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Why Do People Share Ideologically Extreme, False, and Misleading Content on Social Media? A Self-Report and Trace Data–Based Analysis of Countermedia Content Dissemination on Facebook and Twitter

Overview of attention for article published in Human Communication Research, May 2020
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About this Attention Score

  • In the top 5% of all research outputs scored by Altmetric
  • One of the highest-scoring outputs from this source (#9 of 419)
  • High Attention Score compared to outputs of the same age (97th percentile)
  • High Attention Score compared to outputs of the same age and source (99th percentile)

Mentioned by

news
9 news outlets
blogs
2 blogs
twitter
28 tweeters
facebook
1 Facebook page
reddit
2 Redditors

Citations

dimensions_citation
6 Dimensions

Readers on

mendeley
53 Mendeley
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Title
Why Do People Share Ideologically Extreme, False, and Misleading Content on Social Media? A Self-Report and Trace Data–Based Analysis of Countermedia Content Dissemination on Facebook and Twitter
Published in
Human Communication Research, May 2020
DOI 10.1093/hcr/hqz022
Authors

Toby Hopp, Patrick Ferrucci, Chris J Vargo

Twitter Demographics

The data shown below were collected from the profiles of 28 tweeters who shared this research output. Click here to find out more about how the information was compiled.

Mendeley readers

The data shown below were compiled from readership statistics for 53 Mendeley readers of this research output. Click here to see the associated Mendeley record.

Geographical breakdown

Country Count As %
Unknown 53 100%

Demographic breakdown

Readers by professional status Count As %
Student > Master 11 21%
Student > Ph. D. Student 7 13%
Student > Bachelor 5 9%
Professor > Associate Professor 5 9%
Professor 5 9%
Other 12 23%
Unknown 8 15%
Readers by discipline Count As %
Social Sciences 21 40%
Computer Science 5 9%
Psychology 4 8%
Biochemistry, Genetics and Molecular Biology 3 6%
Sports and Recreations 2 4%
Other 9 17%
Unknown 9 17%

Attention Score in Context

This research output has an Altmetric Attention Score of 110. This is our high-level measure of the quality and quantity of online attention that it has received. This Attention Score, as well as the ranking and number of research outputs shown below, was calculated when the research output was last mentioned on 26 March 2021.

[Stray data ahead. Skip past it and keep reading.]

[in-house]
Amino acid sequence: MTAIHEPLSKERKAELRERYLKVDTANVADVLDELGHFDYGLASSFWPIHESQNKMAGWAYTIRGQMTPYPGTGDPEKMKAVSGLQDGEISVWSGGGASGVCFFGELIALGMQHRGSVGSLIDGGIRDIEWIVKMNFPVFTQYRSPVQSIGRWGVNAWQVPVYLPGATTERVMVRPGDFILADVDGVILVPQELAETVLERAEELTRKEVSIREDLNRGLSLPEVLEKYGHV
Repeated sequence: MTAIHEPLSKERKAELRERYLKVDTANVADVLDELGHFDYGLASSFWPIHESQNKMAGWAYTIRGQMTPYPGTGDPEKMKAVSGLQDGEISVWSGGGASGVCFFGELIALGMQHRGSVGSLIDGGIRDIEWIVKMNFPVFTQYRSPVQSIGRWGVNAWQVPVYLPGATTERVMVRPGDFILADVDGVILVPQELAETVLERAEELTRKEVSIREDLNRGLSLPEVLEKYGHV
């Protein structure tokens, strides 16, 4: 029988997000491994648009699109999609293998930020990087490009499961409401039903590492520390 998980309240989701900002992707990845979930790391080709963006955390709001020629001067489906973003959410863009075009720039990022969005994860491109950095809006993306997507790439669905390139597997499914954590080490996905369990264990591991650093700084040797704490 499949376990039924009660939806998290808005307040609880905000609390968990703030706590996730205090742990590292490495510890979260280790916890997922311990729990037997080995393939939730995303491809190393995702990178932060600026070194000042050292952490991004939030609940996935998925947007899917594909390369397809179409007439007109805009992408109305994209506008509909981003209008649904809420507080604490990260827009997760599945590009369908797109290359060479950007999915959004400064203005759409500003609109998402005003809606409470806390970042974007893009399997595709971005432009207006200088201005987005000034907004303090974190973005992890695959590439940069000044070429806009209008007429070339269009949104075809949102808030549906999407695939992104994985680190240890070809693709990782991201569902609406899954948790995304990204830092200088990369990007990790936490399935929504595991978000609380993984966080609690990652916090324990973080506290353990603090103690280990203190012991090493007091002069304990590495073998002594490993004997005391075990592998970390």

All research outputs
#221,757
of 17,520,458 outputs
Outputs from Human Communication Research
#9
of 419 outputs
Outputs of similar age
#8,479
of 292,919 outputs
Outputs of similar age from Human Communication Research
#1
of 7 outputs
Altmetric has tracked 17,520,458 research outputs across all sources so far. Compared to these this one has done particularly well and is in the 98th percentile: it's in the top 5% of all research outputs ever tracked by Altmetric.
So far Altmetric has tracked 419 research outputs from this source. They typically receive a lot more attention than average, with a mean Attention Score of 12.8. This one has done particularly well, scoring higher than 97% of its peers.
Older research outputs will score higher simply because they've had more time to accumulate mentions. To account for age we can compare this Altmetric Attention Score to the 292,919 tracked outputs that were published within six weeks on either side of this one in any source. This one has done particularly well, scoring higher than 97% of its contemporaries.
We're also able to compare this research output to 7 others from the same source and published within six weeks on either side of this one. This one has scored higher than all of them